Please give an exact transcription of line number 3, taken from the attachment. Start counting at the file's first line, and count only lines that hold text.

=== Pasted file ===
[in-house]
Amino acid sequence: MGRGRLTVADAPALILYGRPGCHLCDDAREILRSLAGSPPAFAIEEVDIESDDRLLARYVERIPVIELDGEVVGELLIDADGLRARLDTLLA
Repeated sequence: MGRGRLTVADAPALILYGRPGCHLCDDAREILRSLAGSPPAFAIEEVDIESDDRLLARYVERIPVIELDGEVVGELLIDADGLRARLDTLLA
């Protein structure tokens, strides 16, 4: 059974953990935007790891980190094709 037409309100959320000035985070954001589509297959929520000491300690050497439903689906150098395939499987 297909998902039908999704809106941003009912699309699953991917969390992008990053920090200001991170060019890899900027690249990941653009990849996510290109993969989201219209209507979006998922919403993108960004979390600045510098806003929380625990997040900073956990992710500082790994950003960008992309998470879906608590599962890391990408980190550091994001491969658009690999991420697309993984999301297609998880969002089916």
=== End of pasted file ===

Repeated sequence: MGRGRLTVADAPALILYGRPGCHLCDDAREILRSLAGSPPAFAIEEVDIESDDRLLARYVERIPVIELDGEVVGELLIDADGLRARLDTLLA